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Thread: Herreshoff scantlings and building tecniques

  1. #1
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    Default Herreshoff scantlings and building tecniques

    Hi all,

    I'm about to purchase the Buzzards Bay 18 plans from MIT, anyone know if the construction plans will contain details around the components of the boat (materials, sizes, etc). I've heard that the plans tend to be minimal and should be accompanied by Herreshoff scantlings, but MIT are unable to provide these. Any ideas on where these are available?

    I was also looking for any information around the techniques used in building Herreshoff boats, are there any resources out there that will help me?

    Thanks in advance,

    Callum

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    Default Re: Herreshoff scantlings and building tecniques

    Wait for the plans. Scantlings are liable to be specified. Not unusual.

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    Default Re: Herreshoff scantlings and building tecniques

    Artisan Boatworks built Uncas with edge glued planking over oak:
    http://boatinglocal.com/reviews/revi...ds-bay-18.html
    http://www.artisanboatworks.com/wp-c...daysailers.pdf

    The large picture book "Herreshoff of Bristol" has workshop photos and some description of planking technique for a few models but I can't remember if the 18 was included.
    Last edited by Hugh Conway; 03-12-2013 at 09:59 PM.

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    I've got some really interesting information from the Uncas build and documents. Me being me though was wondering if there was any specific instructional texts out there.

    Sent from my GT-I9300 using Tapatalk 2

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    Default Re: Herreshoff scantlings and building tecniques

    If my memory serves me well, Halsey Herreshoff gave a paper at an early Chesapeake Sailing Yacht Symposium in which he discussed the Herreshoff Rules.

    I also think that the earlier editions of Skene's presented information on them.

    I believe that someone has commented sometime back that the Herreshoff Rules tended to give lighter scantlings than the Nevins rules , but this could be attributed to the availability and use of the very highest quality of wood ,and the very high standards of workmanship at the Herreshoff yard.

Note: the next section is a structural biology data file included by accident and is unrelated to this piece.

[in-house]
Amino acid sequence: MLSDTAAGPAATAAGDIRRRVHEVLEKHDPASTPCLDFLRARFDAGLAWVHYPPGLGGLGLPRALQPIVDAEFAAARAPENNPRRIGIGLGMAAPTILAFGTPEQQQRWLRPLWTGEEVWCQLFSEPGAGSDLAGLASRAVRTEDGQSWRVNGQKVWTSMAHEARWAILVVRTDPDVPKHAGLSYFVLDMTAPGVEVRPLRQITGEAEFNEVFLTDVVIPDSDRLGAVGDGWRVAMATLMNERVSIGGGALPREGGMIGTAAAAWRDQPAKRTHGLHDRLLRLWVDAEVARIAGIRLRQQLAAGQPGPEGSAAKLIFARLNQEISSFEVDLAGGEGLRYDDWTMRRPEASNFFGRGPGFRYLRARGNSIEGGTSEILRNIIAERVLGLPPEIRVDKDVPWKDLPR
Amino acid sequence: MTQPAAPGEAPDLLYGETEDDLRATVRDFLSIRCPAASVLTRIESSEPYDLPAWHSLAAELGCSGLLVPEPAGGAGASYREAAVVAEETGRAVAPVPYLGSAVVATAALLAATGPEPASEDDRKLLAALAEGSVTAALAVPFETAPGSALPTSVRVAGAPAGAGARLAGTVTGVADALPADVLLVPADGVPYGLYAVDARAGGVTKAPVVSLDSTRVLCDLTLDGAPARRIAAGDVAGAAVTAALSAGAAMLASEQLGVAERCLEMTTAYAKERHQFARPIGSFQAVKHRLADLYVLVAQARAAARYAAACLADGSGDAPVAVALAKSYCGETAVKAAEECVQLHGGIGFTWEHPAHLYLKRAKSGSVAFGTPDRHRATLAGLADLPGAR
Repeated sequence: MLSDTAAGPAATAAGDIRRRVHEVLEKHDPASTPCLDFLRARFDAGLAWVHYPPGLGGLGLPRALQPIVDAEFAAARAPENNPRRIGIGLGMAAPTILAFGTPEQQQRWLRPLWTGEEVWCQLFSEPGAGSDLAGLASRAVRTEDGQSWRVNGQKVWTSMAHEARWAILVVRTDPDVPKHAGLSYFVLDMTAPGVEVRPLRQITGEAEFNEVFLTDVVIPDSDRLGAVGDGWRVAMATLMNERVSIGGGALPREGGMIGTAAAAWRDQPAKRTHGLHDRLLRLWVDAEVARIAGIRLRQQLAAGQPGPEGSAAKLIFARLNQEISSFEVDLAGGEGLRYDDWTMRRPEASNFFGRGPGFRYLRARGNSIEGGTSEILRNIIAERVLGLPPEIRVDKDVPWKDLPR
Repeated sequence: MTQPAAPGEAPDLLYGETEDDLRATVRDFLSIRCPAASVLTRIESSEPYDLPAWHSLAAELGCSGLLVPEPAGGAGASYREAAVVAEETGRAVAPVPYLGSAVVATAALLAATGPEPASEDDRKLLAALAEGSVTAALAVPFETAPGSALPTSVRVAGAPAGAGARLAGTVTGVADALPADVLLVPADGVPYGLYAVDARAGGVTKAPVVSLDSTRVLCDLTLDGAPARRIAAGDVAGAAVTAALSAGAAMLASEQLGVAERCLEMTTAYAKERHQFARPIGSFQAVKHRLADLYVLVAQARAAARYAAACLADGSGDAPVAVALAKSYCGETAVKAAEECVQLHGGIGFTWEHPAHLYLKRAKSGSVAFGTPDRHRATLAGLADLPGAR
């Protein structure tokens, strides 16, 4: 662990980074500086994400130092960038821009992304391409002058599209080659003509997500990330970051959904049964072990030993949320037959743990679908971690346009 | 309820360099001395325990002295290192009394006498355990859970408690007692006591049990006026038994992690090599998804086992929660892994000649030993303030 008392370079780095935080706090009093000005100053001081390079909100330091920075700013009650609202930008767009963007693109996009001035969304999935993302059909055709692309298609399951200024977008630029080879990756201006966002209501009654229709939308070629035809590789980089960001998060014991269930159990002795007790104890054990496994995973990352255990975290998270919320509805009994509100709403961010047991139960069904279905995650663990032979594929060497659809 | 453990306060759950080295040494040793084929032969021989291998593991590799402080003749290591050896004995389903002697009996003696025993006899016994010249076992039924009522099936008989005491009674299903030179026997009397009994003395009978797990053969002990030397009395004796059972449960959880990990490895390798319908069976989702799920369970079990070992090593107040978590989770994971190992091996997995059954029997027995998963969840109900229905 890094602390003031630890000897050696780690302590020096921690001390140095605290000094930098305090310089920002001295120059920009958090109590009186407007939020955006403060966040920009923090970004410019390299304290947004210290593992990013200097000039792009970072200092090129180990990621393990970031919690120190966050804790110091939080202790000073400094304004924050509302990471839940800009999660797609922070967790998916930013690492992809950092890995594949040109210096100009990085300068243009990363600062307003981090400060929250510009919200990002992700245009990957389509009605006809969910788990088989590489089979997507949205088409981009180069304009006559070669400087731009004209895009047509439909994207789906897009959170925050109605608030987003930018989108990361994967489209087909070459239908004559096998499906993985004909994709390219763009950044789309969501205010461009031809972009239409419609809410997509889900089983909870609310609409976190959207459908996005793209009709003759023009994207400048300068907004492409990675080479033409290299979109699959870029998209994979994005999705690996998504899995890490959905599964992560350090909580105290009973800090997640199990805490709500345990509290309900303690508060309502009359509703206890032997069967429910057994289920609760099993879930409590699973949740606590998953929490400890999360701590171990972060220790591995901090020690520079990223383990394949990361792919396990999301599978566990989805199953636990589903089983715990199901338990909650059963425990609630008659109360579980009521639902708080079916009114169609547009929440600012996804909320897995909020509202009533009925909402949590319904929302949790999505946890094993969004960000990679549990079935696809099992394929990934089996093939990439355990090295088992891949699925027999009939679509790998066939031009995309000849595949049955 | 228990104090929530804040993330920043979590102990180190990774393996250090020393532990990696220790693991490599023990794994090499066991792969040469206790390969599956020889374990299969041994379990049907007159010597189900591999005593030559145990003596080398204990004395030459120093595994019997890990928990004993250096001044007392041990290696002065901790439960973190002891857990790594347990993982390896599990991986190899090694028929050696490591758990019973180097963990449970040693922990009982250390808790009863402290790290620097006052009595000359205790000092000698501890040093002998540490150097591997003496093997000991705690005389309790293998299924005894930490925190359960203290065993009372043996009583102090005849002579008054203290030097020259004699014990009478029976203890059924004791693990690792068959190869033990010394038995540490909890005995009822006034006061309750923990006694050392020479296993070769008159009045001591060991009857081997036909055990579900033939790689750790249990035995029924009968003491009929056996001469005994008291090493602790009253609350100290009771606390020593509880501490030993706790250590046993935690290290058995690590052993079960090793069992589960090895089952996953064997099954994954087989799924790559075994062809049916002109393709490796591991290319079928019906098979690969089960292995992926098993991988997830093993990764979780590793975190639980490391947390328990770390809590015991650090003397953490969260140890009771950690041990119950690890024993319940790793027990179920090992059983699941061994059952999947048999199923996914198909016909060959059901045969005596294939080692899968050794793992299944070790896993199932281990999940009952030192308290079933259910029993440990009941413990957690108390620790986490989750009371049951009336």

Karl

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    Default Re: Herreshoff scantlings and building tecniques

    So the rules themselves exist in a text somewhere?

    I'd like to think my standards will be up to the Herreshoff yard, but theory is always easier than practice But I do like the idea of building to the original designer's specifications, hence looking for more details on the Herreshoff Scantlings....even if it may be doubling up to what's in the plans from MIT.

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    Default Re: Herreshoff scantlings and building tecniques

    The Skene's I was referring to is a bible to yacht designers; full title is: Skene's Elements of Yacht Design. The copy I was referring to that has both the Nevins and Herreshoff rules is a 1962 edition.

    My comments about standards of workmanship were not pointed at you, but to explain the reasons for difference between Herrshoff and Nevins. Having said that, it is unlikely that you will be able to acquire timber of the quality that Herreshoff did, and workmanship I am referring to is more than highly precise fits ; it goes to long experience and a deep knowledge of woodenboatbuilding practices as reflected in millions of details which few have today - or had then, for that matter. Not to put too fine a point on it, I suspect an experienced worker at the Herreshoff yard could build a yacht with very few detailed drawings using only the key dimensions of a few parts like keel, frames and planking, and the rest was in his head, eyes, and hands. This may explain why the plans you are considering , as you say,"tend to be minimal".

    Karl



    Karl

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    Thanks karl, I will try and track down a copy of skene's book. Sounds like a useful reference to have on the shelf in the workshop!

    You're spot on...I'm hoping to pick the brains of local builders too as although I have good enough techniques to follow detailed plans, its the experience of building 1000s of boats to an exceptional quality that I lack.